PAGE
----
Did Patch Tuesday really kill Skype?

Doubts are emerging about Skype's claim that Microsoft's Patch Tuesday knocked its service offline for millions of users last week.

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Doubts are emerging about Skype's claim that Microsoft's Patch Tuesday knocked its service offline for millions of users last week.

Analysts and rivals said they were dubious of Skype's explanation that the voice-over-IP service's 48-hour outage was triggered by restarts after Microsoft's monthly security updates were delivered.

"Why this particular Tuesday?" asked Doug Williams, an analyst with JupiterResearch. "That doesn't really fly."

Skype's blackout was caused by a software glitch provoked, said Skype, by machines rebooting after they had applied the Patch Tuesday updates.

"The disruption was triggered by a massive restart of our users' computers across the globe within a very short timeframe as they re-booted after receiving a routine set of patches through Windows Update," Skype said in a statement.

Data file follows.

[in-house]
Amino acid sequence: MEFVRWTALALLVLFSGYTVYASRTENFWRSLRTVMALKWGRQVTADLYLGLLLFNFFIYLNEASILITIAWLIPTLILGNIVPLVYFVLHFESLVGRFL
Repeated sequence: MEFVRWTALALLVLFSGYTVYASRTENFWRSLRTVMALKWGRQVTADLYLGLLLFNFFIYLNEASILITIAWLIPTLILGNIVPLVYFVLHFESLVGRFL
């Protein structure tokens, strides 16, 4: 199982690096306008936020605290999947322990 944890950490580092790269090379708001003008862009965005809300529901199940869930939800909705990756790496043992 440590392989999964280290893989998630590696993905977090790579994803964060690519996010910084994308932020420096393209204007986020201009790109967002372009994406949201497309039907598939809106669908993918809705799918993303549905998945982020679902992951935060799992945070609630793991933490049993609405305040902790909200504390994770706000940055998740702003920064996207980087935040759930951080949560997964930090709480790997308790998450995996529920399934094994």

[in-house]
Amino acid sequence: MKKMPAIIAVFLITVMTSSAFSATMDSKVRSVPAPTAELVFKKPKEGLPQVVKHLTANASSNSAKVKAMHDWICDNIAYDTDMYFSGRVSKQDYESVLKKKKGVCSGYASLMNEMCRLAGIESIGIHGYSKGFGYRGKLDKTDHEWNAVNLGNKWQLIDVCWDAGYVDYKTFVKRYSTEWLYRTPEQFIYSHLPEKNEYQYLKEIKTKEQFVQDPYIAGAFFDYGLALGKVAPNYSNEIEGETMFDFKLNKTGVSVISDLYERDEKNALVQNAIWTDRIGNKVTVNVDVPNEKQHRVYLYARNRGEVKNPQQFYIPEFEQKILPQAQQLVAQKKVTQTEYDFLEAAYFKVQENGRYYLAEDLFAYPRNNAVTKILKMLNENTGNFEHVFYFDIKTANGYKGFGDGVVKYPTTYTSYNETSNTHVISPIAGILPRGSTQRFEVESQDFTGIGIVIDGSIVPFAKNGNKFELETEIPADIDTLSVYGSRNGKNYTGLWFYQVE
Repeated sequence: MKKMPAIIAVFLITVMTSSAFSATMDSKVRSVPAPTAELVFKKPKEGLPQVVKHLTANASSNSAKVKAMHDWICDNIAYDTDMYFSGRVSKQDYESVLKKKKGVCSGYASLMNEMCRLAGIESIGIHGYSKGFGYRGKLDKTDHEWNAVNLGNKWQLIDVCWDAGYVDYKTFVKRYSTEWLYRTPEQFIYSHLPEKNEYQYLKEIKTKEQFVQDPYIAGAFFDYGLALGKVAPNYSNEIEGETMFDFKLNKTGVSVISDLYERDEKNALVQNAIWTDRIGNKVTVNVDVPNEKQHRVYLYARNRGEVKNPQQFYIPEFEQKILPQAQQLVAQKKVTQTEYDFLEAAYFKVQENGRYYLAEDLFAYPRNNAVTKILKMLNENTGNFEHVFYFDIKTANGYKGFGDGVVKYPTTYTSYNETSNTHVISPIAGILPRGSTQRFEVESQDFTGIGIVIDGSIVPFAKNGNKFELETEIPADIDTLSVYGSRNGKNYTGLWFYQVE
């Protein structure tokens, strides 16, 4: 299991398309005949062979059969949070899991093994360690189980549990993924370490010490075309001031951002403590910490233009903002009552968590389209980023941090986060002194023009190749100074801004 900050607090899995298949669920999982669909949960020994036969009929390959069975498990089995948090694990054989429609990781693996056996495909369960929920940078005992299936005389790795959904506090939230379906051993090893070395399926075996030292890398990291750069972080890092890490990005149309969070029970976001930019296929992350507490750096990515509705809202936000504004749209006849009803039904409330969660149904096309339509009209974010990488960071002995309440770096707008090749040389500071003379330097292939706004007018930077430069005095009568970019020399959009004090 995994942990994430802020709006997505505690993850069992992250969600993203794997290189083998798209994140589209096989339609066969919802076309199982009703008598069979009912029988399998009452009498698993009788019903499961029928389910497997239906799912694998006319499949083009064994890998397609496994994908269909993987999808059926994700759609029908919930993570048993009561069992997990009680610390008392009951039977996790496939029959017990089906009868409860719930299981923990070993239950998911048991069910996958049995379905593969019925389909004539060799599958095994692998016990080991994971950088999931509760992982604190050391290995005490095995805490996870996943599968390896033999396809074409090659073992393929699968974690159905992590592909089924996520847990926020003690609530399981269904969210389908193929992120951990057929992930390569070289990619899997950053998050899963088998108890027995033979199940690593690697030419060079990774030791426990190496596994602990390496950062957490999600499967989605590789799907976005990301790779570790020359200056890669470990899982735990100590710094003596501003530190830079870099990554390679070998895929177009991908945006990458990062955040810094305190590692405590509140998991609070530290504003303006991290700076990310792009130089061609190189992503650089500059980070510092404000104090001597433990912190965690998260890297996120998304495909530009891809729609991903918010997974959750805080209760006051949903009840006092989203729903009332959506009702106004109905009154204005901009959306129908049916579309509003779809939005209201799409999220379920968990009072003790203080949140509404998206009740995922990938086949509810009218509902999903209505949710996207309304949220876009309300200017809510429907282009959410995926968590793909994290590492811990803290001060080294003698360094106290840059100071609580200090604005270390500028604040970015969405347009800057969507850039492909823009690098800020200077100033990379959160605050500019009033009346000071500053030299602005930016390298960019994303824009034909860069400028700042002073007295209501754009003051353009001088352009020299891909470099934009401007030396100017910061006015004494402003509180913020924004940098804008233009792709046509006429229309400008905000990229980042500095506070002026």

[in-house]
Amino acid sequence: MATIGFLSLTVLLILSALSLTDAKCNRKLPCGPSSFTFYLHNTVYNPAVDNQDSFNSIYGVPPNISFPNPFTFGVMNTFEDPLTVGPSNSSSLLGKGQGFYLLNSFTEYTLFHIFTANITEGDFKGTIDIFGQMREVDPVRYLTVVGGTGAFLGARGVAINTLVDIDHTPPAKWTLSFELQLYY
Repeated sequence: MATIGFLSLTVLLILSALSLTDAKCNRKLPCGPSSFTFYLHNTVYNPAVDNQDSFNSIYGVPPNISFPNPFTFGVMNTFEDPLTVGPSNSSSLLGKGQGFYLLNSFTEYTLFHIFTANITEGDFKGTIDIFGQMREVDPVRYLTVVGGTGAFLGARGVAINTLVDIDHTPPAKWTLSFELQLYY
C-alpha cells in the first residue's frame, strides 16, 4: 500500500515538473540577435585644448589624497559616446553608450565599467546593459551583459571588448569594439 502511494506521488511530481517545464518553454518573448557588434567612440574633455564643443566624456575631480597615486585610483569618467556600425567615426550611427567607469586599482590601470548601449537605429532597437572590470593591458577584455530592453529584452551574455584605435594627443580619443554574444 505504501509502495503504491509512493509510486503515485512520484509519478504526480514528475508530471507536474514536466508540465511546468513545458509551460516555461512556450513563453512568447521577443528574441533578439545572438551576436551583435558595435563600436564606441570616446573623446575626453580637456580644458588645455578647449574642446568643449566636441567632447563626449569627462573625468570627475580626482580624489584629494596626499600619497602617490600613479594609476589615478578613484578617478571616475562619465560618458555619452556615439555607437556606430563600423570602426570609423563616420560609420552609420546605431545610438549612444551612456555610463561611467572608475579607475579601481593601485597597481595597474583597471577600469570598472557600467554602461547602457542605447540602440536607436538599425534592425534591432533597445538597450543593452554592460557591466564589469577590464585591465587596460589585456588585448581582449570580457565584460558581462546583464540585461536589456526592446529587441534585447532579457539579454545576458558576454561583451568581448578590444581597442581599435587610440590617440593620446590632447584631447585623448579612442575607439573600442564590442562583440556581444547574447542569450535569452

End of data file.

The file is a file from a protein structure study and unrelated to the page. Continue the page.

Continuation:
"I'm leery of that explanation on two counts," said Aron Rosenberg, chief technology officer of SightSpeed, a competitor to Skype. "First, the timing of the patches."

Although Microsoft rolls out its monthly security updates before noon, US Pacific time, on Patch Tuesday, those updates are by default downloaded and installed at 3am in the PC's local time, often over a period of a day or two. "At the very least, then, systems would have rebooted time zone by time zone, not all at once," said Rosenberg said.

However, there may be a connection to the 3 am default reboot. According to Skype's statistics, the outage began sometime between Wednesday at 10:30 pm and 3:05 am Thursday, US Pacific time. Between those times, the number of connected users dropped by 50 percent.

Second, said Rosenberg, is the fact that Microsoft has been releasing its security fixes on the second Tuesday of each month since October 2003. If the problem was triggered by Windows Update, as Skype claimed, why hadn't it happened before?

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